28 Software
Exclusive Interview with Ed Gonen, a Chief Technical Officer at 28software

Ed Gonen, a Chief Technical Officer @ 28software: “I’m convinced that we are on the brink of the next scientific revolution by a magnitude similar to what we know happened in science and culture slightly more than 100 years ago.”

We met up and had a conversation with Ed Gonen, who’s the Chief Technical Officer at 28software. He’s been working in the high-tech field for many years and in this exclusive interview, Ed shares his insights into the future of software development. He elaborates on the challenges of architecture development and the complexities of hiring multi-disciplinary development teams.

— Your initial education includes Computer Science and Nuclear Physics. You did work as a rocket engineer in the 1980s! This is incredible! How did your journey take you to the role of a CTO? I mean, transitioning from a nuclear scientist to a software engineer and eventually becoming a Chief Technology Officer. That’s the path!

Ed Gonen: Yes, it’s been quite a long path. My career as a scientist began in the middle of the 80s. Being an MSc graduate of the Nuclear Physics department with experience in computers I have found myself in a position of researcher engineer at my alma mater. I was surprised to find out that my laboratory dealt with the modeling and development of new components in the production of solid rocket propellants. As you may guess, the solid rocket propellant’s main goal is to burn and burn very fast. Hence, in order to study the process you need something significantly faster than the traditional equipment, i. e. a computer.

In the late 80s, I decided to leave the Soviet Union and move to the Holy Land, where I continued as a software engineer which in a few years brought me to my first CTO position. So here is the line from a nuclear physicist, via rocket scientist, into software developer and later CTO.

— And how did the software development market differ in the earlier stages of your career?

Ed Gonen: I was very lucky to be with the companies that shaped the market. In general, the two last decades of the 20th century were extremely exciting. Almost everything I had a chance to work on could be labeled “the world’s first”. To name a few — network switches, routers, remote access software, distributed networks, Internet security, Web collaboration, new protocols, languages, operating systems, and much more. We closely cooperated with such companies as Microsoft, Cisco, IBM, Sun Microsystems, and many more. Some of them ceased to exist.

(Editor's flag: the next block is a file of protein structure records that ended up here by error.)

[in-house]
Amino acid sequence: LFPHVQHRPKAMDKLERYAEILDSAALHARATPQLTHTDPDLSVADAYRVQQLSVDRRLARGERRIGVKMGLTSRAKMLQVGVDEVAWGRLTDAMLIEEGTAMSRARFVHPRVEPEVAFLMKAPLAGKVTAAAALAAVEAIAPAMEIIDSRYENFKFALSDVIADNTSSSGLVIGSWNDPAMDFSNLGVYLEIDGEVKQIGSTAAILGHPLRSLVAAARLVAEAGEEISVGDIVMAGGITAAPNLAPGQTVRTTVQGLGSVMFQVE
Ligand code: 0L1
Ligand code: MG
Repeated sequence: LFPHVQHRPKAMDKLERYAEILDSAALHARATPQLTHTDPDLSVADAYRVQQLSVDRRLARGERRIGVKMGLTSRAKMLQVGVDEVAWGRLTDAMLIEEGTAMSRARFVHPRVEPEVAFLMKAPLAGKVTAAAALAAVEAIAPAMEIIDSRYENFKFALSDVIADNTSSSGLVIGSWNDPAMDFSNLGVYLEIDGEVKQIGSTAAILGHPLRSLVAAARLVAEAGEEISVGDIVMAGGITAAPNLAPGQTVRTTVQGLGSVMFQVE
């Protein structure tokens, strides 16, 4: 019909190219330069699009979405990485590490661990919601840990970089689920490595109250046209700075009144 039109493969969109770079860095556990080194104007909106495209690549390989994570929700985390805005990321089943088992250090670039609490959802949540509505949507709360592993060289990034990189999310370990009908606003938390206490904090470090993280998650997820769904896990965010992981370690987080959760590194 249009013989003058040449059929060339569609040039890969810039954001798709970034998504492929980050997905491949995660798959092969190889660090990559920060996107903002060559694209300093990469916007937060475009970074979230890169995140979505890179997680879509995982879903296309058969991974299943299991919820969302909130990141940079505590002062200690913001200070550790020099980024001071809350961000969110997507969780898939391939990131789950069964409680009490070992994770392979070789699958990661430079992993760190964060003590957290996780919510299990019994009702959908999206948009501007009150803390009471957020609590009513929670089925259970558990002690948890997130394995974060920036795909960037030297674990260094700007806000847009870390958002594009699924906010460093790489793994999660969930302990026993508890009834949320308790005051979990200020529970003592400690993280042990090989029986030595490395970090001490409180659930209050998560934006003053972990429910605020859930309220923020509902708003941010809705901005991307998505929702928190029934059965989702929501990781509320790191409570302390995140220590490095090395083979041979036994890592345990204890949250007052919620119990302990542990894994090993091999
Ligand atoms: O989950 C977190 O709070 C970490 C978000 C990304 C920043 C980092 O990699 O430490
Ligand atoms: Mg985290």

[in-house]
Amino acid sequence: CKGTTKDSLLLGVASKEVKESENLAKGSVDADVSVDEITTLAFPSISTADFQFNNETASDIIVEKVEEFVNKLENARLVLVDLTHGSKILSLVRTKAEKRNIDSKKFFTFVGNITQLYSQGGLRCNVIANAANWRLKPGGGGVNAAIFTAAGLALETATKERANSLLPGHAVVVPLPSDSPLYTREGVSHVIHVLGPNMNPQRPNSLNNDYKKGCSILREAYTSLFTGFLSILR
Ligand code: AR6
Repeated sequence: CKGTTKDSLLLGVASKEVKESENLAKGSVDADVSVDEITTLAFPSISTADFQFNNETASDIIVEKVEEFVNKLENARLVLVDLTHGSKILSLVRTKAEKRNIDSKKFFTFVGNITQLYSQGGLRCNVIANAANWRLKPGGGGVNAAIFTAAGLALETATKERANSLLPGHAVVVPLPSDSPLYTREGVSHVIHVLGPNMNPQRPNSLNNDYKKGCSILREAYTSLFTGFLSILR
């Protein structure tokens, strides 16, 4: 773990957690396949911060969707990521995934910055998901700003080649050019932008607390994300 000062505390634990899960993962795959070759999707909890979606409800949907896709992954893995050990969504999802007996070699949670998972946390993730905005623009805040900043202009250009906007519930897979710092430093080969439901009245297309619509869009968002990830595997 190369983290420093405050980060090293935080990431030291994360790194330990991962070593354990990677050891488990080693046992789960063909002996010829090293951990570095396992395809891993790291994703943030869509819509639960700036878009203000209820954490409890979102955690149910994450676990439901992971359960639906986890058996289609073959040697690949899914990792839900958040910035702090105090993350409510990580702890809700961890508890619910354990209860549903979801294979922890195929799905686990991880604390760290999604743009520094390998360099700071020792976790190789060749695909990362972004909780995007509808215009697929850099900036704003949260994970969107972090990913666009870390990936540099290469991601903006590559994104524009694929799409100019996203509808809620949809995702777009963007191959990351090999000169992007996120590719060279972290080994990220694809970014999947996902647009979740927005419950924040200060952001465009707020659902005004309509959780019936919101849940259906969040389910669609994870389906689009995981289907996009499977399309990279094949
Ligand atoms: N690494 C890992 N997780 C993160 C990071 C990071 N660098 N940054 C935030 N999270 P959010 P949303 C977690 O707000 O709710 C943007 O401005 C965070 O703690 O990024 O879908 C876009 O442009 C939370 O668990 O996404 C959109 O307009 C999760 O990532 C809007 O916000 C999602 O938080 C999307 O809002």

— As a CTO with extensive experience, you’ve had the opportunity to work in various countries, each with its unique mentalities, geographies, and a range of companies, from startups to large corporations. Considering your wealth of experience, what observations can you share about the evolution of the software development industry over the years?

Ed Gonen: It is a very interesting question. When looking at the evolution of the software development industry I can see several threads:

a: Software development has become so much easier than in the past. The huge amount of open-source software, libraries, components, programming languages, and frameworks has made the life of a software developer a joy.

Imagine what a challenge it was to a software developer in the 80s or even early 90s to write a real-time image recognition application in assembly language. Or Apollo’s software development. And we did that. And it worked! Without Git, visual debuggers, IDE. And even in the first C, Pascal compilers, the data structures should have been developed by the programmers themselves. Can you imagine that? Lists, queues, threads, GUI elements, semaphores, trees. Not to mention classes and objects – everything had to be done manually. As far as I remember my first experience with built-in classes was with C++ in the early 90s. What a joy and relief that was.

b: The modern software developers market is filled with a lot of new self-taught individuals who lack the culture of industrial software development. Just don’t get me wrong. I’m not labeling this as bad or good. It is just what it is. Nevertheless, I think the right education in computer science is a must for a software engineer and it has, sadly, been overlooked. Such classical books as D. E. Knuth’s The Art of Computer Programming or E.W. Dijkstra’s Co-operating Sequential Processes today may be more important than in the past. But who reads them nowadays?

— Why do you think it’s important to read the works of D. E. Knuth and E. W. Dijkstra?